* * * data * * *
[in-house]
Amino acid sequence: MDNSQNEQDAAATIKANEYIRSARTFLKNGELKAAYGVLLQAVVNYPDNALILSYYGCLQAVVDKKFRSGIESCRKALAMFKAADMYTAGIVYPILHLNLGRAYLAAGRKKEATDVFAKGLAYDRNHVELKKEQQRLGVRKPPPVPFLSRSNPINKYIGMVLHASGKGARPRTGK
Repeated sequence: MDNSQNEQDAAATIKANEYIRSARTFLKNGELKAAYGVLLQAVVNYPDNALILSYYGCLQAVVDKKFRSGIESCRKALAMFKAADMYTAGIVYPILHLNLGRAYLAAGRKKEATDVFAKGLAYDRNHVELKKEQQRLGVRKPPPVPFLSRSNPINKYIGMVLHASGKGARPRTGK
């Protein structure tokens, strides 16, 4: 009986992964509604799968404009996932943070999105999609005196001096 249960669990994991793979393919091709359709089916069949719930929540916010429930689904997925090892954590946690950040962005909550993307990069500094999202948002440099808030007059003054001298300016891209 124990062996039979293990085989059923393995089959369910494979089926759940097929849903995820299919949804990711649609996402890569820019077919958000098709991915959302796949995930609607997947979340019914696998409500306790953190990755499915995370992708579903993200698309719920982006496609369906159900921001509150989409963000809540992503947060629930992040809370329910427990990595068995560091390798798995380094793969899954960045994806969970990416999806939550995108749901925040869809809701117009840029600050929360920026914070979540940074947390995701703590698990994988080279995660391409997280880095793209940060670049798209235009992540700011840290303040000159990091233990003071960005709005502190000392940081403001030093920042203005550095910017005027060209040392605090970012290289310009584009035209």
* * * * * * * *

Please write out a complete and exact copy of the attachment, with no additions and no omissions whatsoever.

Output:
[in-house]
Amino acid sequence: MDNSQNEQDAAATIKANEYIRSARTFLKNGELKAAYGVLLQAVVNYPDNALILSYYGCLQAVVDKKFRSGIESCRKALAMFKAADMYTAGIVYPILHLNLGRAYLAAGRKKEATDVFAKGLAYDRNHVELKKEQQRLGVRKPPPVPFLSRSNPINKYIGMVLHASGKGARPRTGK
Repeated sequence: MDNSQNEQDAAATIKANEYIRSARTFLKNGELKAAYGVLLQAVVNYPDNALILSYYGCLQAVVDKKFRSGIESCRKALAMFKAADMYTAGIVYPILHLNLGRAYLAAGRKKEATDVFAKGLAYDRNHVELKKEQQRLGVRKPPPVPFLSRSNPINKYIGMVLHASGKGARPRTGK
């Protein structure tokens, strides 16, 4: 009986992964509604799968404009996932943070999105999609005196001096 249960669990994991793979393919091709359709089916069949719930929540916010429930689904997925090892954590946690950040962005909550993307990069500094999202948002440099808030007059003054001298300016891209 124990062996039979293990085989059923393995089959369910494979089926759940097929849903995820299919949804990711649609996402890569820019077919958000098709991915959302796949995930609607997947979340019914696998409500306790953190990755499915995370992708579903993200698309719920982006496609369906159900921001509150989409963000809540992503947060629930992040809370329910427990990595068995560091390798798995380094793969899954960045994806969970990416999806939550995108749901925040869809809701117009840029600050929360920026914070979540940074947390995701703590698990994988080279995660391409997280880095793209940060670049798209235009992540700011840290303040000159990091233990003071960005709005502190000392940081403001030093920042203005550095910017005027060209040392605090970012290289310009584009035209």